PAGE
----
Law and Justice

Settlement proposed in HB2 lawsuit

Governor Roy Cooper of North Carolina said yesterday that transgender people will be able to use public facilities that correspond to their gender identity under a proposal to settle the lawsuit initiated to challenge North Carolina's notorious HB2.

Challengers had continued their lawsuit after legislators passed and the Democratic governor signed a law this spring replacing HB2, the law commonly known as the “bathroom bill.”

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Attorneys General file brief

The Attorney's General of 15 states and the District of Columbia have filed a brief in the US District Court for DC arguing that President Trump's proposed ban on military service by transgender people is unconstitutional, against the national interest and harmful to the transgender community.

Our military should be open to every brave American who volunteers to serve.

--Maura Healy, Massachusetts

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Sessions orders hate crimes lawyer to Iowa

The Justice Department has dispatched an experienced federal hate crimes lawyer to Iowa to help prosecute a man charged with murdering a transgender high school student last year, a highly unusual move that officials said was personally initiated by Attorney General Jeff Sessions.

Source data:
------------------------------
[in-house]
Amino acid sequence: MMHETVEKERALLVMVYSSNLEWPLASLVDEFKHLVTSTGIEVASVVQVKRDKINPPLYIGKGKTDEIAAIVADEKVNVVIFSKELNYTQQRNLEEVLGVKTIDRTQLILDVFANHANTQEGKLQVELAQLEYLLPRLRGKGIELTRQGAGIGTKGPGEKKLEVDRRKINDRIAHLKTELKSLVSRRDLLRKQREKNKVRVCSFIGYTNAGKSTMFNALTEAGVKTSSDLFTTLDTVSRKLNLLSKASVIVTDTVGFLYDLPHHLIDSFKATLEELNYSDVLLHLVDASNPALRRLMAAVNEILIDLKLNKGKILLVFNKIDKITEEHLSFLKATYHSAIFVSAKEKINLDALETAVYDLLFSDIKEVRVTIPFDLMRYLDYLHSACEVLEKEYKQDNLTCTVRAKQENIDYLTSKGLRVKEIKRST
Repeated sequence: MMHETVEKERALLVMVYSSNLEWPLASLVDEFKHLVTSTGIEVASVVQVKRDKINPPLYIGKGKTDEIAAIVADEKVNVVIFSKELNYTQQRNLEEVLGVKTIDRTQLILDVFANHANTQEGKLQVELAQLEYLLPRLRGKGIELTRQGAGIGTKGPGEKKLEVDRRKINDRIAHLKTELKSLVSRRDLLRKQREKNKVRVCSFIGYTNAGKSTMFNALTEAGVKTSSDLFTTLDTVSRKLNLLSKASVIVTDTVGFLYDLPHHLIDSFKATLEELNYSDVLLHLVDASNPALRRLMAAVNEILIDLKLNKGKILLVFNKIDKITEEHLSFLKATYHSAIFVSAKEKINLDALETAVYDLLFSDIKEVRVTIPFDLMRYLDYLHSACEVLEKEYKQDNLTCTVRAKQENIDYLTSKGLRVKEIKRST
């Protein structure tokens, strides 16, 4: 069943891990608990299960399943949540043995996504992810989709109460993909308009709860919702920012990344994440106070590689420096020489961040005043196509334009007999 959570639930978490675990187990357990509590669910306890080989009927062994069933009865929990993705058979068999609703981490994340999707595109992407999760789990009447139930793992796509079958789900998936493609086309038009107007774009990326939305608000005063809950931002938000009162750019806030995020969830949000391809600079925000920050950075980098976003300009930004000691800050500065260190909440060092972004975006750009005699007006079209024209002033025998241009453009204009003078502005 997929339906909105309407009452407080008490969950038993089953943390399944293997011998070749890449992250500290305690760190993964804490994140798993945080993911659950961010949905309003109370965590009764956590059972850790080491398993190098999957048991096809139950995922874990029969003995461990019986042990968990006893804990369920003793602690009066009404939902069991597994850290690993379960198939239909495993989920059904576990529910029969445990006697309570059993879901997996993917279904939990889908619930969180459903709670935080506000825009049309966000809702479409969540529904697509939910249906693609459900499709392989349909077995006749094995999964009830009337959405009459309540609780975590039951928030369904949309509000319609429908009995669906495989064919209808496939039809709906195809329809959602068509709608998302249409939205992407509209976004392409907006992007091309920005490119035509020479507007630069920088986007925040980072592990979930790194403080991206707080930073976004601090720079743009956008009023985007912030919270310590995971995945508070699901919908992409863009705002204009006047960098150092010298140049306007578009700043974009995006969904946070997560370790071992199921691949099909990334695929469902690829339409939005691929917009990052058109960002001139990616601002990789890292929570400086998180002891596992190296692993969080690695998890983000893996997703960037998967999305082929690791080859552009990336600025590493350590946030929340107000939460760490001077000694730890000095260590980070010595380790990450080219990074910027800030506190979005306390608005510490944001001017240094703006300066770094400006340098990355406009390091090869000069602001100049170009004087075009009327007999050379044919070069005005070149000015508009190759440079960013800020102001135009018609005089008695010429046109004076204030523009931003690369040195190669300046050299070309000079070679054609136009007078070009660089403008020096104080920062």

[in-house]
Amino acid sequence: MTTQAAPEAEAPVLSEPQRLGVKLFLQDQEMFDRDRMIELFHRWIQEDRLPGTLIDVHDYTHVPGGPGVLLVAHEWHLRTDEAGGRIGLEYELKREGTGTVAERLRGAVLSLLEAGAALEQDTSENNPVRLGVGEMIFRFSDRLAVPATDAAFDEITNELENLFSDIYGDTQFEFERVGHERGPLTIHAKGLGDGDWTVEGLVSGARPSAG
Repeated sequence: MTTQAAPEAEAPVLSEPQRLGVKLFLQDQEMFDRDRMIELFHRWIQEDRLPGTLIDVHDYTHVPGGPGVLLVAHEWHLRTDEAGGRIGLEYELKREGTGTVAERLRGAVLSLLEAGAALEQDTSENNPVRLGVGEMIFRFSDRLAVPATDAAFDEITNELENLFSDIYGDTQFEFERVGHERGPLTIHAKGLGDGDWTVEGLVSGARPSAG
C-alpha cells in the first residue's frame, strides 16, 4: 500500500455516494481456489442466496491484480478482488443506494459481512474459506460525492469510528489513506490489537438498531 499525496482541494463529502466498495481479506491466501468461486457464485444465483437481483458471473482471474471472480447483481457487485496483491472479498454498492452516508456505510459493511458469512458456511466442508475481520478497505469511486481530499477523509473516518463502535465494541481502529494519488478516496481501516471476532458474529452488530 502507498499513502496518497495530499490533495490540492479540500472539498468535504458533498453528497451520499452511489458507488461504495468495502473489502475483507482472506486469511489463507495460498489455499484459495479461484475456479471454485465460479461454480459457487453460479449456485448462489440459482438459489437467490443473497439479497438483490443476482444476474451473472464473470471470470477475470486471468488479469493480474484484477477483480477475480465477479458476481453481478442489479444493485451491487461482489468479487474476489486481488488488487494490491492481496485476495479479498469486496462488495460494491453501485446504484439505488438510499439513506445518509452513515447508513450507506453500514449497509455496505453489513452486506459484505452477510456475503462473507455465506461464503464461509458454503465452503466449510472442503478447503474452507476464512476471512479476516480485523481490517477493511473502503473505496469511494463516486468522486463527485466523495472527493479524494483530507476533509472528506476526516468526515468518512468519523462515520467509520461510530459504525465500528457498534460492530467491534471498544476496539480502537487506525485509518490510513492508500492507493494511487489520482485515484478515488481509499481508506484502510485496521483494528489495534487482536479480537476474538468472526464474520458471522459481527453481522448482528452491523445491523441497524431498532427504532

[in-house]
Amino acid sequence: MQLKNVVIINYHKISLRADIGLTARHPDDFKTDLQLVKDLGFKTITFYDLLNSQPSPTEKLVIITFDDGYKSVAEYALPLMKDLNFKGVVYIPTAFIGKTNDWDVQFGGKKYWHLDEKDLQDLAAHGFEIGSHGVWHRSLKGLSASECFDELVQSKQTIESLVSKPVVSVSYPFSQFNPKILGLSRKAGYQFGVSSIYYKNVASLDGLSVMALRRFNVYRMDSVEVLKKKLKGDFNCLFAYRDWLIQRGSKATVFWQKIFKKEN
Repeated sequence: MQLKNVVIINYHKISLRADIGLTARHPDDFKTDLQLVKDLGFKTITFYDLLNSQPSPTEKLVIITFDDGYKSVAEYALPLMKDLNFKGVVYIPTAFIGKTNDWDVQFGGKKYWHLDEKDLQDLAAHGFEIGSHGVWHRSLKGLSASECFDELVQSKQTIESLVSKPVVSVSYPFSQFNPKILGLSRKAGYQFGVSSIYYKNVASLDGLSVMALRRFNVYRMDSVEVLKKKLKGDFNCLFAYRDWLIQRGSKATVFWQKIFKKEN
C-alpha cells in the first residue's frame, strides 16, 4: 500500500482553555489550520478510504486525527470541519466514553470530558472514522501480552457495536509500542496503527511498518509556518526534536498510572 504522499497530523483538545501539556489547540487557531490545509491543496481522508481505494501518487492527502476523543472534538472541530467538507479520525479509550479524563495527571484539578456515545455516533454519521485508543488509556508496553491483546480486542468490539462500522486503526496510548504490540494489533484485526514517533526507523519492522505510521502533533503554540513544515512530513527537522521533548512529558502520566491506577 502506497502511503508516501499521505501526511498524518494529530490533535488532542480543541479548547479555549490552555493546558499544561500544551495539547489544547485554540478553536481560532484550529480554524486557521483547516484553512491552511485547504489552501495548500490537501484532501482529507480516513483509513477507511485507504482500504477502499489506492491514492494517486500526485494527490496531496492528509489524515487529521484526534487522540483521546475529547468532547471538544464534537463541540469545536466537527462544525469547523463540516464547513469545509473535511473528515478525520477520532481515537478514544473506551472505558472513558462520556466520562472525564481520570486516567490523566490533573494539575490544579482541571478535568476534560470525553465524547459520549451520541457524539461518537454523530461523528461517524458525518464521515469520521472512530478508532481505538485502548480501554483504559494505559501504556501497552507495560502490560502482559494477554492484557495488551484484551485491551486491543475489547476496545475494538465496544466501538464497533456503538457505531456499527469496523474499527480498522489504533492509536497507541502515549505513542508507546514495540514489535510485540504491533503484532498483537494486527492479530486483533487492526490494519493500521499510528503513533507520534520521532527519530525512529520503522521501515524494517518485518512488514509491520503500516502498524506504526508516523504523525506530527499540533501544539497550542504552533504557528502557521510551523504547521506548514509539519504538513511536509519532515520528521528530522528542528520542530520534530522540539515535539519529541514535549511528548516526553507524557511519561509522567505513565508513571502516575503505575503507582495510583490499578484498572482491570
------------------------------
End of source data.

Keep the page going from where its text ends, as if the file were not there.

Kedarie (Kandicee) Johnson was a 16-year-old nonbinary student, who friends and family said identified as both male and female and also as gay.

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Usurping the law

On Thursday AG Jeff Sessions sent out a memo to all federal prosecutors stating the following:

Title VII's prohibition on sex discrimination encompasses discrimination between men and women but does not encompass discrimination based on gender identity per se, including transgender status.

This is a conclusion of law, not policy.

We have a response.

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Immigration Judge grants asylum to transgender immigrant from Guatemala

Immigration Judge Saundra Arrington on Tuesday in Lumpkin, Georgia granted asylum to an unidentified transgender immigrant from Guatemala. The transgender woman fled to Guatemala City from her home village when she was 17 to escape bullying and harassment. She worked at a laboratory making shampoos and soaps until she was fired for being LGBT by "new management".

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Judge claims he is doing us a solid

Los Angeles County Judge Gregory Keosian dismissed Richard Simmons lawsuit against National Enquirer owner American Media, saying that "it is simply not libelous or defamatory to call someone transgender."

Misidentification of a person as transgender is not actionable defamation .... The court will not validate those prejudices by legally recognizing them.

--Judge Keosian

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